The Lotus Elise Club Racer is based upon the 134 hp Elise S and goes on sale on 15th September 2009 priced as set out below.

Recommended retail prices for the following markets (MSRP) (including transport, local taxes and first service (but excluding registration, license plates and or a full tank of fuel):
Belgium € 34.475
France € 34.175
Italy € 34.770
Switzerland CHF 48.820

Recommended retail prices for the following markets (MSRP) (including local taxes (excluding transport, registration, license plates and or a full tank of fuel):
Germany € 33.125,--

Retail prices for the UK (MSRP)
Recommended retail price (including VAT) in the UK is £25,712, (an additional £950 is charged for on the road costs. These include delivery, PDI, first service, number plates, first registration fee, valet, 12 months Road Fund Licence and a full tank of fuel.)

Recommended retail prices for Euro Zone Countries (MSRP) (excluding local taxes, transport, registration, license plates and or a full tank of fuel):
Euro Zone Countries € 27.822,--


About Lotus

The main operating subsidiary of Group Lotus plc is Lotus Cars Limited, which has two operating divisions - Lotus Engineering and Lotus Cars. Lotus Engineering is an internationally recognised automotive engineering consultancy based in Norfolk, UK. Global facilities include those in Michigan (USA), Kuala Lumpur (Malaysia), China and offices in Germany and Japan.

Lotus Engineering provides comprehensive and versatile consultancy services to many of the world's OEMs and Tier 1 suppliers, offering a full engineering service from initial concept and project design through development and integration of the complete vehicle to meet all worldwide markets and customers to full production. This includes third party niche vehicle engineering and manufacture worldwide.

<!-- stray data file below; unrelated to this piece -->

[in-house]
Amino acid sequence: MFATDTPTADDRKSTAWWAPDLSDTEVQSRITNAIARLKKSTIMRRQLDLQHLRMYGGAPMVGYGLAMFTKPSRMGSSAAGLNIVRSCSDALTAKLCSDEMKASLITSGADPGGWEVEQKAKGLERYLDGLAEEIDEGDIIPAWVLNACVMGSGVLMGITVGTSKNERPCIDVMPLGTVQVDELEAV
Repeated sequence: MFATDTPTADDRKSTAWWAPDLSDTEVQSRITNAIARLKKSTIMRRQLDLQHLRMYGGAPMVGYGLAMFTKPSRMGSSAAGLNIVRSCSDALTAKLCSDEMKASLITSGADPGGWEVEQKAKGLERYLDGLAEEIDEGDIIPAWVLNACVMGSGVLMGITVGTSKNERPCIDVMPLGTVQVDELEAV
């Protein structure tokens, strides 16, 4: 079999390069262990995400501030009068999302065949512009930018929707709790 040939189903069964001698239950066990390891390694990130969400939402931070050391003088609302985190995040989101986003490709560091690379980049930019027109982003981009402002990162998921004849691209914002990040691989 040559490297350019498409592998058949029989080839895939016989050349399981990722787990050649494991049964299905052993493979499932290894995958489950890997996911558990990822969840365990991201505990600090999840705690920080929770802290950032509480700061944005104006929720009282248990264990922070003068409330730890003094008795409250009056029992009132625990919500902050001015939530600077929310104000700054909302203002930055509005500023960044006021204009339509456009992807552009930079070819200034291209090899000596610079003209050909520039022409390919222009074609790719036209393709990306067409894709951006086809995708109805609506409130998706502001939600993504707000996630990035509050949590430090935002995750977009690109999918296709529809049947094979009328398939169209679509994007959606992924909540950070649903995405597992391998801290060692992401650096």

Lotus Cars builds world class, prestige, high performance sports cars for sale in 37 countries. These include the iconic Lotus Elise, Exige, Europa and new Evora. Lotus is a global high-tech company, expanding rapidly and committed to driving forward technology for both Lotus Cars and its Engineering clients, spearheading research into such areas as hybrids, electric vehicles and renewable fuels.


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    • 1 Second Ago
  • 11 Comments
      • 5 Years Ago
      I know this is a pure driver's car with great handling, but doesn't 0-60 in 5.7 seem a little slow? What am I missing? Seems like a small light car like this should be quicker.
        • 5 Years Ago
        Begs the question though, as it is a track car, why do I want it as a convertible?
        • 5 Years Ago
        Well that is still way fast and would get you in trouble with the law with a quickness (no pun intended).

        Think about it. The thing only has 134hp. I think that's pretty impressive.
        • 5 Years Ago
        If you're coming off the curves at 0 mph in the first place, you have other problems than needing more hp to get to 60. These things are ultra responsive and efficient at getting their limited power to the road. The lack of weight means you can brake later and carry more speed into those corners and not need the power to get back up to speed that other cars would. I have a friend in Switzerland who has an original Elise, and believe me these things can be just a scary and fun as some of the more powerful machines - I could have sworn we were doing 100mph and not kph around certain corners because Lotus make it really easy to use the full limits of the car, compared to say a Mustang where if you hit the car's the limits on public roads you are either extremely talented or stupid.